Dan the Baker Country Sour Bread (NOT LABELED GF)
The following report on Dan the Baker Country Sour Bread (NOT LABELED GF) will inform you of the amount of gluten found in this product during testing.
General Product Information
Manufacturer: Dan the Baker (Toast Bar)
This report is posted to the public side of the website due to concerns that some people with celiac disease may mistakenly believe that they can eat sourdough wheat bread without harm.
This bread is not the typical product tested by Gluten Free Watchdog. It is NOT labeled gluten-free and it is made with wheat flour. This bread is a wheat-based sourdough bread made by the bakery Toast Bar in Columbus, Ohio. It was tested because the bakery website includes a page entitled "Sourdough for Celiacs" which as of April 6, 2015 states the following: "A recent study based out of Italy shows that 80% of those with doctor-confirmed celiac disease can eat sourdough bread every day and experience no adverse symptoms. In sourdough bread, the concentration of gluten is decreased by about 97% ...Eating sourdough can be a safe and healthy way to consume grains for nearly everyone, even 80% of those diagnosed with celiac disease as evidenced by the Italian study." Please click HERE for the entire statement.
UPDATE: The webpage "Sourdough for Celiacs" was taken down on April 7, 2015 and replaced with a statement from Dan the Baker.
NOTE: The study referenced in this write-up is a 2011 study by researchers Greco et al. What the researchers actually report: When two study participants ate baked goods made using extensively hydrolyzed flour (gluten reduced 97% and containing 2,480 ppm gluten) no clinical complaints were reported BUT they developed SUBTOTAL ATROPHY of their intestinal mucosa. In other words (and not surprisingly) these products are NOT safe for people with celiac disease. The researchers write, "Two CD patients consumed 200 g of S1BG that contained ~ 2480 +/- 86 ppm of residual gluten. They had no clinical complaints during the 60 days. One showed increased antibodies and both showed increased CD3 and gamma-delta intraepithelial lymphocytes with subtotal atrophy after challenge." To read the full article please click HERE.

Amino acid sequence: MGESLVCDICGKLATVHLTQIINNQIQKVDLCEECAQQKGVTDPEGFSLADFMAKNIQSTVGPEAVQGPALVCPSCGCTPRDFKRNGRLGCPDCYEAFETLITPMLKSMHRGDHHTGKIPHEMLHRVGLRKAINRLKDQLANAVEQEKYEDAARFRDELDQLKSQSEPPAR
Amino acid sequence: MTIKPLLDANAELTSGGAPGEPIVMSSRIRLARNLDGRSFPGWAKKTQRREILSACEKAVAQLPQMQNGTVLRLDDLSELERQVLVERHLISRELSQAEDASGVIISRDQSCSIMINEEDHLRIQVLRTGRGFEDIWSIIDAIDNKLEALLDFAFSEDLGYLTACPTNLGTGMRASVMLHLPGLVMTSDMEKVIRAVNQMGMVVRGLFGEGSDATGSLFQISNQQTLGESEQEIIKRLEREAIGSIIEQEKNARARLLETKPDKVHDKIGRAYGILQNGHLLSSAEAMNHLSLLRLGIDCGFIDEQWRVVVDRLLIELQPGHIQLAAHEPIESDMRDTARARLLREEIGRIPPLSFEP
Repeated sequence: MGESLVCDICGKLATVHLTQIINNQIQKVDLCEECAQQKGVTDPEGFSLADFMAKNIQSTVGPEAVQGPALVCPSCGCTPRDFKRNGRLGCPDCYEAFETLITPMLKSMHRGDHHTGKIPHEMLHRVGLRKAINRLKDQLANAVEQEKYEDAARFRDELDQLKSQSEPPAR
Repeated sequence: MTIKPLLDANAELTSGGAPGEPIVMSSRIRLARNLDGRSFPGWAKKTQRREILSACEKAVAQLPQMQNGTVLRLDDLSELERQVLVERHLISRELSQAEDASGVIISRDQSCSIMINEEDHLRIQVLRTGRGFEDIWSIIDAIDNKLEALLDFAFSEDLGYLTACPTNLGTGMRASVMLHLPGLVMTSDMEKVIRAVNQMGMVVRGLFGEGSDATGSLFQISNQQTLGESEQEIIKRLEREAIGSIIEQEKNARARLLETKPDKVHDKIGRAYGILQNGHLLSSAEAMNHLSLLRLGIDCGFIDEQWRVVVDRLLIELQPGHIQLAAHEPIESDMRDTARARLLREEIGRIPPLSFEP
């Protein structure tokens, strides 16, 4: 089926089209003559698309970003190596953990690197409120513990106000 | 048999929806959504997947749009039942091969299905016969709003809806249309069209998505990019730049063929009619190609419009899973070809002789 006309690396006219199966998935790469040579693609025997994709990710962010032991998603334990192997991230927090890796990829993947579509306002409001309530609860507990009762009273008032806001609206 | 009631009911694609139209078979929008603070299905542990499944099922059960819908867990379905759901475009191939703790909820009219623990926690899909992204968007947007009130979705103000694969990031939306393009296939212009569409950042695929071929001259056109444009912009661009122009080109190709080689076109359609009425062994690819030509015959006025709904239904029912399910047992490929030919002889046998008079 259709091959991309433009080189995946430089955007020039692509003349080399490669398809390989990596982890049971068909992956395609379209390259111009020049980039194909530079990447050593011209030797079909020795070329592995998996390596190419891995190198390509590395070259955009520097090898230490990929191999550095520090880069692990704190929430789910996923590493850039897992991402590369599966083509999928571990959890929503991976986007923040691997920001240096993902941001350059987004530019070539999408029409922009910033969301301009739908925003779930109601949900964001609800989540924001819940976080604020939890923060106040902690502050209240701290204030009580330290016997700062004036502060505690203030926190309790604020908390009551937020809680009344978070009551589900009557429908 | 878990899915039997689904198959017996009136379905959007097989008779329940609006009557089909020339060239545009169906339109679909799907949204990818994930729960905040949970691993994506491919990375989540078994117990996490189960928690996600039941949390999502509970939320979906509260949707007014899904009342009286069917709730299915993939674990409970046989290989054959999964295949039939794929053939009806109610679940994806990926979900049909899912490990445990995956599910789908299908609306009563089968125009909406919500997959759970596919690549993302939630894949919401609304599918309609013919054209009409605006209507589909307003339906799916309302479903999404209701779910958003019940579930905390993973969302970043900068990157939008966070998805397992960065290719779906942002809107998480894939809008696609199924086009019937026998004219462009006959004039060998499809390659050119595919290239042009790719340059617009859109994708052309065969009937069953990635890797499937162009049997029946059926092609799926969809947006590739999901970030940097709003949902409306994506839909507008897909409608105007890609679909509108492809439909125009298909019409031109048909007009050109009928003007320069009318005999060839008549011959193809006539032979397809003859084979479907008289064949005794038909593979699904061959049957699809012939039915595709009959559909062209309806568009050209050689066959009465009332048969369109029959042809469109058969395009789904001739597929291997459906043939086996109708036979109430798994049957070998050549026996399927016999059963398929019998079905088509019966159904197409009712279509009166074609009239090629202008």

The products that the study researchers believe may have potential use in gluten-free diets are those that have been fully hydrolyzed (8 parts per million of gluten) through sourdough lactobacilli and fungal proteases.
Ingredients: Water, Wheat flour, Ohio whole wheat flour, Sea salt, Wild yeast, Brown rice flour, Olive oil--trace amounts
Note: A concerned colleague notified me about this product. A colleague and subscriber to Gluten Free Watchdog purchased the bread in Ohio and shipped it to Gluten Free Watchdog in Massachusetts.
Test Report Summary
Report Date: 04/02/2015
UPDATE April 8: The lab ran a further dilution on the bread. The sample tested at 104,000 ppm gluten.
Update April 7: The lab diluted the sample to determine a more exact gluten level. The current reported level is greater than 42,000 parts per million of gluten. A further dilution will be run tomorrow.
The sample tested > 84 parts per million gluten using the sandwich R5 ELISA and cocktail extraction. Please see complete results for details. We have not yet had the sample diluted to determine a more exact part per million level.
Individuals with celiac disease should NOT eat Dan the Baker Country Sour Bread.
Gluten Free Watchog spoke with the owner of the Toast Bar as well as the author of "Sourdough for Celiacs." The results of testing were shared. We explained that their sourdough bread products were not safe for people with celiac disease. We asked that the webpage "Sourdough for Celiacs" be removed from their site and that they not represent their sourdough bread as safe for people with celiac disease. As of April 6, 2015 the webpage "Sourdough for Celiacs" is still available on the website (although a second disclaimer was added, the language tweaked slightly, and links to references included).
Because this is not a labeling issue, the FDA has not been notified. The more approporiate agencies to notify include the Federal Trade Commission and the Ohio Attorney General's Office.
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